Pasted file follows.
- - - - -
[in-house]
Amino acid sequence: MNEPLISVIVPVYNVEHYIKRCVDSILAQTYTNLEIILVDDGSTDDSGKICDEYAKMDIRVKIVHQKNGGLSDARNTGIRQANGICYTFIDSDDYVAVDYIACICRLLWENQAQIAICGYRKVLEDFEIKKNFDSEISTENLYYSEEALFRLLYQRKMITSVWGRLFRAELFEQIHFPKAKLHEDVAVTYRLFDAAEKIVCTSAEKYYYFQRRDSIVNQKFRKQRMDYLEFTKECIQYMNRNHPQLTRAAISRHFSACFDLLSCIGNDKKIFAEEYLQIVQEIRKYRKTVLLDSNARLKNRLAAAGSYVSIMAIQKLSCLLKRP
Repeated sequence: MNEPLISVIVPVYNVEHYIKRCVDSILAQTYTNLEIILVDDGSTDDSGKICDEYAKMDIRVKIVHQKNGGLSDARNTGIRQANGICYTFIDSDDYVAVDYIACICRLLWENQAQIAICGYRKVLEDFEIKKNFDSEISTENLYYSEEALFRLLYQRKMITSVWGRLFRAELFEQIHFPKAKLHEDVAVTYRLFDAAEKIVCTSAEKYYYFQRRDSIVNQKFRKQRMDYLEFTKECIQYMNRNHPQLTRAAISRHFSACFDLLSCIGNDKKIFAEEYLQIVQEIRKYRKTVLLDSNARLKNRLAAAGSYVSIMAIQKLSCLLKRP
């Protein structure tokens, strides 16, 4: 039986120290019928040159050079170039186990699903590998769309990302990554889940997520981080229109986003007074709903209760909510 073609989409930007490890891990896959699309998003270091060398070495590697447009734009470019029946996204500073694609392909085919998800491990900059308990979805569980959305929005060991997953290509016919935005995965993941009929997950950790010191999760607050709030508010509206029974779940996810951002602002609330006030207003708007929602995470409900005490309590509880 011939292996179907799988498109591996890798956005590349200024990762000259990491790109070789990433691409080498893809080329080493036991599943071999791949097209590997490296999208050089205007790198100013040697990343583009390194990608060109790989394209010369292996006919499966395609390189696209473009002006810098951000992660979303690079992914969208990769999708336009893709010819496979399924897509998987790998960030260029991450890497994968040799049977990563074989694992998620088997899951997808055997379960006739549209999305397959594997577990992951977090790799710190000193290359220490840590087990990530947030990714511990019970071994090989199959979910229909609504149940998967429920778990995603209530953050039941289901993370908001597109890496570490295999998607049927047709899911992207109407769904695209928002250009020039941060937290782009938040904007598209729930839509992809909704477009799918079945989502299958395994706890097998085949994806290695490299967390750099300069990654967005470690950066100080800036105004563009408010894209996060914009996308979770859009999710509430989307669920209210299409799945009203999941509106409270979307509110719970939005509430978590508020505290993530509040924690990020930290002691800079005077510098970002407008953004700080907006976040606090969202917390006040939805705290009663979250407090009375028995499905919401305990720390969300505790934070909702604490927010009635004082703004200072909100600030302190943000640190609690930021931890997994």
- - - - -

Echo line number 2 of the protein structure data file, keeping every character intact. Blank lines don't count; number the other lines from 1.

Amino acid sequence: MNEPLISVIVPVYNVEHYIKRCVDSILAQTYTNLEIILVDDGSTDDSGKICDEYAKMDIRVKIVHQKNGGLSDARNTGIRQANGICYTFIDSDDYVAVDYIACICRLLWENQAQIAICGYRKVLEDFEIKKNFDSEISTENLYYSEEALFRLLYQRKMITSVWGRLFRAELFEQIHFPKAKLHEDVAVTYRLFDAAEKIVCTSAEKYYYFQRRDSIVNQKFRKQRMDYLEFTKECIQYMNRNHPQLTRAAISRHFSACFDLLSCIGNDKKIFAEEYLQIVQEIRKYRKTVLLDSNARLKNRLAAAGSYVSIMAIQKLSCLLKRP